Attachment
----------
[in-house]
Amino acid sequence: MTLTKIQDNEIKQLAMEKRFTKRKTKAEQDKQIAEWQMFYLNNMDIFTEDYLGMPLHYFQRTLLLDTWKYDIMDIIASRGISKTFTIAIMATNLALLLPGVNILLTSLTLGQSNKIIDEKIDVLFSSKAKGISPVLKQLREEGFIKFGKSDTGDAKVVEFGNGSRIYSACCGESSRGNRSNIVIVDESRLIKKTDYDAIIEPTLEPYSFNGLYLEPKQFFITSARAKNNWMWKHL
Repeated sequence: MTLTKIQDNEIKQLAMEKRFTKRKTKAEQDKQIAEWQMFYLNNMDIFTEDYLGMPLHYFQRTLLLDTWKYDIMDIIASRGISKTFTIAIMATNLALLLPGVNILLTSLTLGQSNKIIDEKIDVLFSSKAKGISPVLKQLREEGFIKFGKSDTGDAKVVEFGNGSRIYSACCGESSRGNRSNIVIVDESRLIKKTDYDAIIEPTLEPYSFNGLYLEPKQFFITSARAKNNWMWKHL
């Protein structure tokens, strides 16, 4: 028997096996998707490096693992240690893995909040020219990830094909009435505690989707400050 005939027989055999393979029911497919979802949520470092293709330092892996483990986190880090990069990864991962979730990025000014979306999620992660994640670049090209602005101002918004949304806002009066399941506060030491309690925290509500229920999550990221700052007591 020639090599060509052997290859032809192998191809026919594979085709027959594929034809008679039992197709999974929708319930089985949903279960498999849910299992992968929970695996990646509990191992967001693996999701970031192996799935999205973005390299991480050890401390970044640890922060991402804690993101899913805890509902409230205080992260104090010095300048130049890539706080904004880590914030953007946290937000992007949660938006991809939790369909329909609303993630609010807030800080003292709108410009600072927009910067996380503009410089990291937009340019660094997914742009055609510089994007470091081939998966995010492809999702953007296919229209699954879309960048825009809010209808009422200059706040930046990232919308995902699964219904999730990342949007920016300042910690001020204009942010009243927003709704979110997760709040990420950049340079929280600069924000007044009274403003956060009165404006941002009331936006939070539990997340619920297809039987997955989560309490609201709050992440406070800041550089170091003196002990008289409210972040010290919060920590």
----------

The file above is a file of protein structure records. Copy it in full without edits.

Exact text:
[in-house]
Amino acid sequence: MTLTKIQDNEIKQLAMEKRFTKRKTKAEQDKQIAEWQMFYLNNMDIFTEDYLGMPLHYFQRTLLLDTWKYDIMDIIASRGISKTFTIAIMATNLALLLPGVNILLTSLTLGQSNKIIDEKIDVLFSSKAKGISPVLKQLREEGFIKFGKSDTGDAKVVEFGNGSRIYSACCGESSRGNRSNIVIVDESRLIKKTDYDAIIEPTLEPYSFNGLYLEPKQFFITSARAKNNWMWKHL
Repeated sequence: MTLTKIQDNEIKQLAMEKRFTKRKTKAEQDKQIAEWQMFYLNNMDIFTEDYLGMPLHYFQRTLLLDTWKYDIMDIIASRGISKTFTIAIMATNLALLLPGVNILLTSLTLGQSNKIIDEKIDVLFSSKAKGISPVLKQLREEGFIKFGKSDTGDAKVVEFGNGSRIYSACCGESSRGNRSNIVIVDESRLIKKTDYDAIIEPTLEPYSFNGLYLEPKQFFITSARAKNNWMWKHL
């Protein structure tokens, strides 16, 4: 028997096996998707490096693992240690893995909040020219990830094909009435505690989707400050 005939027989055999393979029911497919979802949520470092293709330092892996483990986190880090990069990864991962979730990025000014979306999620992660994640670049090209602005101002918004949304806002009066399941506060030491309690925290509500229920999550990221700052007591 020639090599060509052997290859032809192998191809026919594979085709027959594929034809008679039992197709999974929708319930089985949903279960498999849910299992992968929970695996990646509990191992967001693996999701970031192996799935999205973005390299991480050890401390970044640890922060991402804690993101899913805890509902409230205080992260104090010095300048130049890539706080904004880590914030953007946290937000992007949660938006991809939790369909329909609303993630609010807030800080003292709108410009600072927009910067996380503009410089990291937009340019660094997914742009055609510089994007470091081939998966995010492809999702953007296919229209699954879309960048825009809010209808009422200059706040930046990232919308995902699964219904999730990342949007920016300042910690001020204009942010009243927003709704979110997760709040990420950049340079929280600069924000007044009274403003956060009165404006941002009331936006939070539990997340619920297809039987997955989560309490609201709050992440406070800041550089170091003196002990008289409210972040010290919060920590």